Towards Carrier-Grade Quality in Heterogeneous Wireless Mesh Networks

Towards Carrier-Grade Quality in Heterogeneous Wireless Mesh Networks

Johannes Lessmann (NEC Europe Ltd., Germany), Paulo Loureiro (NEC Europe Ltd., Germany), John Fitzpatrick (University College Dublin, Ireland), Sebastian Robitzsch (University College Dublin, Ireland), Pablo Serrano (University Carlos III of Madrid, Spain) and Albert Banchs (University Carlos III of Madrid, Spain)
DOI: 10.4018/978-1-4666-0017-1.ch008
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Current backhaul networks typically comprise a wired middle mile and a wireless last mile part. The wireless part is almost exclusively based on tree topologies. However, a lot could be gained by deploying mesh-based backhauls. Meshes allow better network capacity exploitation due to load balancing and offer inherent resilience to link degradations or failures. Yet meshes come with increased complexity in terms of radio configuration, routing, or mobility management. This chapter proposes architecture and mechanisms for carrier-grade mesh-based wireless backhauls. One special focus is that it supports heterogeneous backhauls, which encompass multiple different wireless technologies. The proposition has been successfully deployed in a test network.1
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Providing backhaul solutions for radio access networks with mobility support is very costly. Current solutions have significant limitations which will become even more pronounced with increased use of mobile data applications. New networking paradigms can result in a number of advantages when it comes to realizing such networks: mesh networks provide lower-cost solutions with greater flexibility, something that is highly desirable for operator deployments. The focus of the approach in this chapter, then, is on realizing backhaul mesh networks which can be used to deliver carrier-grade services to users, some of which are mobile.

Current backhaul solutions are largely divided into two categories: wired backhaul via leased lines (copper, fiber) or point-to-point, high capacity radio links. Both of these solutions have their limitations - in the first case, provisioning of the wired connection can take some time, be expensive and, in some cases, there are issues with availability of wired connectivity, especially in remote areas; in the second case, expensive radio engineers are required to install and maintain costly point-to-point backhaul links. Both of these solutions lack flexibility when it comes to deployment of new base stations in a radio access network.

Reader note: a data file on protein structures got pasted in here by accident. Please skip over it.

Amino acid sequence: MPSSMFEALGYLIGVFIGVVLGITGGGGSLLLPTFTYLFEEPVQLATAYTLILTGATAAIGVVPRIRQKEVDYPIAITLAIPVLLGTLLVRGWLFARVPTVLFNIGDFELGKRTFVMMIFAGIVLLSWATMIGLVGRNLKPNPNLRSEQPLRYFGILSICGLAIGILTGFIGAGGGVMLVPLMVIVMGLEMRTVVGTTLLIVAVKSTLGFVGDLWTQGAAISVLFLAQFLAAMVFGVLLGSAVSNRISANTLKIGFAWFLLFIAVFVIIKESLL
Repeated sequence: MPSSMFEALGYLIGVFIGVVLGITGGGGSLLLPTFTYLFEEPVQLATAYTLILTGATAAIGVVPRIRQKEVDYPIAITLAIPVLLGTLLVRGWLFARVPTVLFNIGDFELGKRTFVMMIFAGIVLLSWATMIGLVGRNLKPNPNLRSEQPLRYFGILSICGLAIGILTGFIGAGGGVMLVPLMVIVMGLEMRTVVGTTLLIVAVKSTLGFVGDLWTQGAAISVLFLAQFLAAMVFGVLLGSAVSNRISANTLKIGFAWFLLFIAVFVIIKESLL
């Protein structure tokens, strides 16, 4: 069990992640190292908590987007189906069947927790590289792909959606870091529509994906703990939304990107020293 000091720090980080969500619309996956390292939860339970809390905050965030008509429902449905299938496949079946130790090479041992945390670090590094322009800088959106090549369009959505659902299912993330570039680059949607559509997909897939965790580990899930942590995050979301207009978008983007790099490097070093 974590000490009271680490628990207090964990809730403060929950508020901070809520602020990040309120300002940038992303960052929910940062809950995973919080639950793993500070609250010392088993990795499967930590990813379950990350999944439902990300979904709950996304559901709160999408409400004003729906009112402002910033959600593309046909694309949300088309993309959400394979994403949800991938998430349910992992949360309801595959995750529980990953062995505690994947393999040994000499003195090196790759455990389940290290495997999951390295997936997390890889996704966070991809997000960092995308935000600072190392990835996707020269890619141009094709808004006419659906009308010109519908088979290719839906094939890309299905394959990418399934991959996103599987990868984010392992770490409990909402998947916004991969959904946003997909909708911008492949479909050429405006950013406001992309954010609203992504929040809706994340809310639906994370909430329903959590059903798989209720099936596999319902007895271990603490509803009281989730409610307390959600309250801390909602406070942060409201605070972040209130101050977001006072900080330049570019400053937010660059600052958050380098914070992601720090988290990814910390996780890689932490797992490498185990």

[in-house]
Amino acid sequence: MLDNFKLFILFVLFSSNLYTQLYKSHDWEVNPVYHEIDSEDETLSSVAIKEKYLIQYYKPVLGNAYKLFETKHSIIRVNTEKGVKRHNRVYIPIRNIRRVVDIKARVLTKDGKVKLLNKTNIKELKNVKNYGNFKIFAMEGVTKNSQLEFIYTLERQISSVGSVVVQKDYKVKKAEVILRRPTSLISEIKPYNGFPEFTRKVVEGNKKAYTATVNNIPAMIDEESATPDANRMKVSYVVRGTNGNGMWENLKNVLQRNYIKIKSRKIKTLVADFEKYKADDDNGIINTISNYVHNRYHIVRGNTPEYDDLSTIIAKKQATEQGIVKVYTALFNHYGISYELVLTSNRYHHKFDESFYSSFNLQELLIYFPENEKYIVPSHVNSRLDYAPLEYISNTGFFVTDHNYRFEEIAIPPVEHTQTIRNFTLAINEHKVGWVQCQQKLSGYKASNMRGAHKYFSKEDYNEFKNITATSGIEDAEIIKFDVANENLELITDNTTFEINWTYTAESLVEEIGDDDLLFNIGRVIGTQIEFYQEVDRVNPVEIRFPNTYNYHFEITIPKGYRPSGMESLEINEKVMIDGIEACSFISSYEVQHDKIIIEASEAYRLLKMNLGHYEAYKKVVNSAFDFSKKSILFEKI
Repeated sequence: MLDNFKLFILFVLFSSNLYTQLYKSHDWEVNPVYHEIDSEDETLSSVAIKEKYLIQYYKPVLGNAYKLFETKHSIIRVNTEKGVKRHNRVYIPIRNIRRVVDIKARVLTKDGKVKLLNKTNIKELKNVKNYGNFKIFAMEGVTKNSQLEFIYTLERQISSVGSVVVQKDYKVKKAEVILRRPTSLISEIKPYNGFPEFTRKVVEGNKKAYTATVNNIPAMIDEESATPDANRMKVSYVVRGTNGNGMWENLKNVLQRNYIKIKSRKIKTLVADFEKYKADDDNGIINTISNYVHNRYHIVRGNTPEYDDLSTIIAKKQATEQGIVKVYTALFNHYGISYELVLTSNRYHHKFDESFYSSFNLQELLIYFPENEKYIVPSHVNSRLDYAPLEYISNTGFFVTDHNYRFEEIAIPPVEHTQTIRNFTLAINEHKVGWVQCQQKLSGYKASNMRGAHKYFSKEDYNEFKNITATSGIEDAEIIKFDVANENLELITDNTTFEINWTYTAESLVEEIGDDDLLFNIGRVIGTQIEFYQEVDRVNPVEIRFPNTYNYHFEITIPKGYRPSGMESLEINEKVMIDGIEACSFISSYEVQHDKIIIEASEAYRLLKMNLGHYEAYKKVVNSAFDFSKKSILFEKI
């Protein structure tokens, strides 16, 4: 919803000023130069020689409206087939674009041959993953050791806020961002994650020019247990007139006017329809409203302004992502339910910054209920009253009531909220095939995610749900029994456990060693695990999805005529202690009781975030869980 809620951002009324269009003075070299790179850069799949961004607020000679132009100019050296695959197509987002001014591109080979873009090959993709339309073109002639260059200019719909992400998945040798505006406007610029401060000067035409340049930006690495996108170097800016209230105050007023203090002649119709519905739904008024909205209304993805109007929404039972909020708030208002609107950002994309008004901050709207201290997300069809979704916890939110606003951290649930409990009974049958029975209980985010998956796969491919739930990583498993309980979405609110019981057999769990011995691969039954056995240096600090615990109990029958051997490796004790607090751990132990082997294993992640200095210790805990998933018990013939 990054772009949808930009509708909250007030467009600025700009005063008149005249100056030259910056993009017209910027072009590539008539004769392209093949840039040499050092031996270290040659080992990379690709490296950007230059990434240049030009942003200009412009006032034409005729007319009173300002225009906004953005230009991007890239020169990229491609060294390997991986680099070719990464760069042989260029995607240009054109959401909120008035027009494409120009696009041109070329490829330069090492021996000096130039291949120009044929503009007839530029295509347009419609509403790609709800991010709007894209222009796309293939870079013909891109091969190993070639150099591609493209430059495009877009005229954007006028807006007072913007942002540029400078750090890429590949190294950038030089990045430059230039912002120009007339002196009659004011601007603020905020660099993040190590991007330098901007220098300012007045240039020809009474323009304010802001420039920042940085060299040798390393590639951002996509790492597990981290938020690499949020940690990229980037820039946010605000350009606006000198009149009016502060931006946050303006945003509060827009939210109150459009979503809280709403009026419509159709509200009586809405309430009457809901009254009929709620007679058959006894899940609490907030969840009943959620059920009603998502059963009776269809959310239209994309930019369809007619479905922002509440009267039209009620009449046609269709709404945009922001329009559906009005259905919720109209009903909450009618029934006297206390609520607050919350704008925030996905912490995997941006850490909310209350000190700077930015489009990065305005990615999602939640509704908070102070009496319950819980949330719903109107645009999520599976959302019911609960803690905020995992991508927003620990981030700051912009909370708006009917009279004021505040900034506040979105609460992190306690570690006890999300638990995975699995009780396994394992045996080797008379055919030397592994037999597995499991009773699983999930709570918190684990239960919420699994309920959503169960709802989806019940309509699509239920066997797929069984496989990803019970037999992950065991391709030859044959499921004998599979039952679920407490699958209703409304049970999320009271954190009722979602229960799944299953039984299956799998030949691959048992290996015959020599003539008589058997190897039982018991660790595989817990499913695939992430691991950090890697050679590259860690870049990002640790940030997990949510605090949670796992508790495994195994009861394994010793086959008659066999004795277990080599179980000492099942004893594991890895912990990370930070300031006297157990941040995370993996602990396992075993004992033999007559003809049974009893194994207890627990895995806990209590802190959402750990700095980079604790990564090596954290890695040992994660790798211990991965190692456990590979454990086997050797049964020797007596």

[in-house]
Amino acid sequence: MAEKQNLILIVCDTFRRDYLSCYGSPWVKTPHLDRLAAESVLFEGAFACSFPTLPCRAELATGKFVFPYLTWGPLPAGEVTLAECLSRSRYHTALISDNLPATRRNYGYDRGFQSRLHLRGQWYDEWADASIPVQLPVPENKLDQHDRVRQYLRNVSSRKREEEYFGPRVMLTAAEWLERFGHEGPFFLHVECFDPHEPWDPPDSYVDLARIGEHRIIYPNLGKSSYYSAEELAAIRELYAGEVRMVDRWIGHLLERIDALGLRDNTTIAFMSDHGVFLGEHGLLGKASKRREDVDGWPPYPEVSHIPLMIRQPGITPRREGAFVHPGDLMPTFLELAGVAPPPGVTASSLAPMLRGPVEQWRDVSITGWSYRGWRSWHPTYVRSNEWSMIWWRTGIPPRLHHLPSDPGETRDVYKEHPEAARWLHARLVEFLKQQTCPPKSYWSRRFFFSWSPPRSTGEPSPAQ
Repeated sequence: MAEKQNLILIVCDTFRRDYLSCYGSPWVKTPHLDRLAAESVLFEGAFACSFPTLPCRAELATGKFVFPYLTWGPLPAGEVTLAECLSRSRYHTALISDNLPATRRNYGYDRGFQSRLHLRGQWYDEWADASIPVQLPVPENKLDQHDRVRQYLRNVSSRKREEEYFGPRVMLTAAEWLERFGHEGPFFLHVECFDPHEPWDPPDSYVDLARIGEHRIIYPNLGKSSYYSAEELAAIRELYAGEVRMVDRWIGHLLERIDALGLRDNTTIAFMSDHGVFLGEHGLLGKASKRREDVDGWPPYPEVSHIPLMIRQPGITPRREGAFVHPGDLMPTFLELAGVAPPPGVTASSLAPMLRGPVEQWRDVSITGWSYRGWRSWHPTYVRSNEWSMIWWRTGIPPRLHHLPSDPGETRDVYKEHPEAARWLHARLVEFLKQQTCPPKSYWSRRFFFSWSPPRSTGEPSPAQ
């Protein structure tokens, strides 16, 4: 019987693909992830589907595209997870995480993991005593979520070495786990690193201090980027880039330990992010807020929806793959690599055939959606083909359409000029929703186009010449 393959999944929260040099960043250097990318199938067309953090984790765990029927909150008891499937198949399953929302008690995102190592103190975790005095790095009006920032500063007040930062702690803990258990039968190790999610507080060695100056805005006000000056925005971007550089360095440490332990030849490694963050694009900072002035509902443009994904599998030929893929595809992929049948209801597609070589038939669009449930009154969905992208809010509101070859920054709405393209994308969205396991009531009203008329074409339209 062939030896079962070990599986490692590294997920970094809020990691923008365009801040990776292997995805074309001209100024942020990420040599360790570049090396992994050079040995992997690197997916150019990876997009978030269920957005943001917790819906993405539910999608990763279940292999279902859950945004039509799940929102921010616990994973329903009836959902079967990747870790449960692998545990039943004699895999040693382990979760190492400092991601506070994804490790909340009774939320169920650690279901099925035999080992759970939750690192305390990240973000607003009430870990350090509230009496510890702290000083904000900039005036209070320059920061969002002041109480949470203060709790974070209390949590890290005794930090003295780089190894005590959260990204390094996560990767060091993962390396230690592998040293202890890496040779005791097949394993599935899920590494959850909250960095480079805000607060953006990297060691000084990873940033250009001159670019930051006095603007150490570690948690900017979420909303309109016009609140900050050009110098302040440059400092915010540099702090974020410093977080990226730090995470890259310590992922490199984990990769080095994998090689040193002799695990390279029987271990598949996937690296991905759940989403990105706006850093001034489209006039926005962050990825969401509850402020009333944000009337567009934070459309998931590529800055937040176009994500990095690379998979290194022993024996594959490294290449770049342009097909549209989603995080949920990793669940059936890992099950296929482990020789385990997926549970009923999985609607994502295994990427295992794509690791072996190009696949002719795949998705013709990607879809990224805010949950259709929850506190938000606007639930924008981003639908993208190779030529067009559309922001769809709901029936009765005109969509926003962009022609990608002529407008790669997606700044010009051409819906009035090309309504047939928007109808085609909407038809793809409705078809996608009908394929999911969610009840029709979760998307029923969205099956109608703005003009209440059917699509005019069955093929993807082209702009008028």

Mesh networking technology represents a cost-effective and efficient alternative for realizing backhaul networks to provide mobile users with high quality services. The multi-hop wireless network architecture of mesh networks enables them to efficiently cover large areas without requiring many interconnections to a wired infrastructure. Further, mesh networks offer better capacity exploitation via statistical multiplexing effects as well as inherent resilience to link failures via higher path diversity, which ultimately results in reduced up-front cost (CAPEX) and lower network maintenance costs (OPEX) for the operator.

While mesh-based solutions can be highly beneficial for fixed backhaul scenarios, their usage is also advantageous in situations where the network infrastructure is only needed for short time periods, as is the case for large public events or emergency scenarios. In these situations, the deployment of a traditional backhaul infrastructure would require a very high investment which is usually uneconomical for such a short duration; a solution based on low-cost technologies such as Wi-Fi, deployed in mesh topologies, provides a much more cost-effective way of satisfying this short-term demand.

A critical concern for operators is to provide access to the typical service bundle via all the radio access networks offered by the operator. Specifically, access to typical voice, video and data services must be provided. This imposes some constraints on the performance of the mesh backhaul: it must support carrier-grade service provisioning. While carrier grade, in general, has many aspects, including equipment reliability, security, AAA, QoS, management, standard's compliance, mobility support, service integration, etc., the contribution in this chapter will focus on those aspects that are most related to reliable service delivery: specifically, on issues related to ensuring that typical carrier service offerings, such as voice, video and data, are delivered with appropriate service quality to diverse mobile devices. This is a real challenge which is not supported by current mesh network technology. Hence, we call our system approach a Carrier-grade Wireless Mesh Network (CARMEN).

Generally, there is no single optimal wireless technology for all use cases at the same time. Backhauls for mobile cellular networks are well served with point-to-point microwave radios. Communication coverage in emergency scenarios is probably better provided with WiMAX of Wi-Fi meshes. Hence, in this chapter, we propose a mesh solution that is able to combine different technologies in order to realize a heterogeneous mesh backhaul solution (see Figure 1).

Figure 1.

CARMEN's heterogeneous wireless mesh network scenario


In our considered scenario in Figure 1, we distinguish between CARMEN Access Points (CAPs) which are nodes that (in addition to relaying traffic within the mesh backhaul) provide wireless access to user terminals (UTs), CARMEN Mesh Points (CMPs) that are pure backhaul router nodes and CARMEN Gateways (CGWs), that connect the mesh backhaul to the operator core network or the Internet.

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